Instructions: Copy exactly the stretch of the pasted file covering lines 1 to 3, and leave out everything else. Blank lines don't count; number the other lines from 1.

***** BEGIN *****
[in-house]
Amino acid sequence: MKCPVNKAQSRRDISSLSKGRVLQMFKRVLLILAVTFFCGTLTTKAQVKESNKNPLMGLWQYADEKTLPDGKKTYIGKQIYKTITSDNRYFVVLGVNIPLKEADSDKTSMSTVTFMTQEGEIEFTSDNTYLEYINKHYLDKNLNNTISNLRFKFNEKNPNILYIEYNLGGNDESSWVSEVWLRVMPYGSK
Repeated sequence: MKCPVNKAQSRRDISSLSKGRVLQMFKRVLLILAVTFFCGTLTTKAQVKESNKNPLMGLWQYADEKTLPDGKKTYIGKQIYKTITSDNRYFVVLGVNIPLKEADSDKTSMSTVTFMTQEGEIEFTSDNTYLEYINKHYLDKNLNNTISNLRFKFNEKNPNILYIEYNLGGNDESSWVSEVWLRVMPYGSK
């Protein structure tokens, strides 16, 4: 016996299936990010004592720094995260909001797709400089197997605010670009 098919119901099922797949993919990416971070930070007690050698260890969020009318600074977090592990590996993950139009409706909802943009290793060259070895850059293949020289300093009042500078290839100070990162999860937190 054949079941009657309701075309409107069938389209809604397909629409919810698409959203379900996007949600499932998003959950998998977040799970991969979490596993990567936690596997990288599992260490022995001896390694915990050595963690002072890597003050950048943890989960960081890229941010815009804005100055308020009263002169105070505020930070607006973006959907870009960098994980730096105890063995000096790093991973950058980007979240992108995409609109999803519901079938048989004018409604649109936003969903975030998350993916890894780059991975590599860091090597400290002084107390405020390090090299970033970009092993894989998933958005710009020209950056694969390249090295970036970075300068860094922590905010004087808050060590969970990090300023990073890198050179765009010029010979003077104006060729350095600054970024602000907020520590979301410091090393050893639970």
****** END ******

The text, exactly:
[in-house]
Amino acid sequence: MKCPVNKAQSRRDISSLSKGRVLQMFKRVLLILAVTFFCGTLTTKAQVKESNKNPLMGLWQYADEKTLPDGKKTYIGKQIYKTITSDNRYFVVLGVNIPLKEADSDKTSMSTVTFMTQEGEIEFTSDNTYLEYINKHYLDKNLNNTISNLRFKFNEKNPNILYIEYNLGGNDESSWVSEVWLRVMPYGSK
Repeated sequence: MKCPVNKAQSRRDISSLSKGRVLQMFKRVLLILAVTFFCGTLTTKAQVKESNKNPLMGLWQYADEKTLPDGKKTYIGKQIYKTITSDNRYFVVLGVNIPLKEADSDKTSMSTVTFMTQEGEIEFTSDNTYLEYINKHYLDKNLNNTISNLRFKFNEKNPNILYIEYNLGGNDESSWVSEVWLRVMPYGSK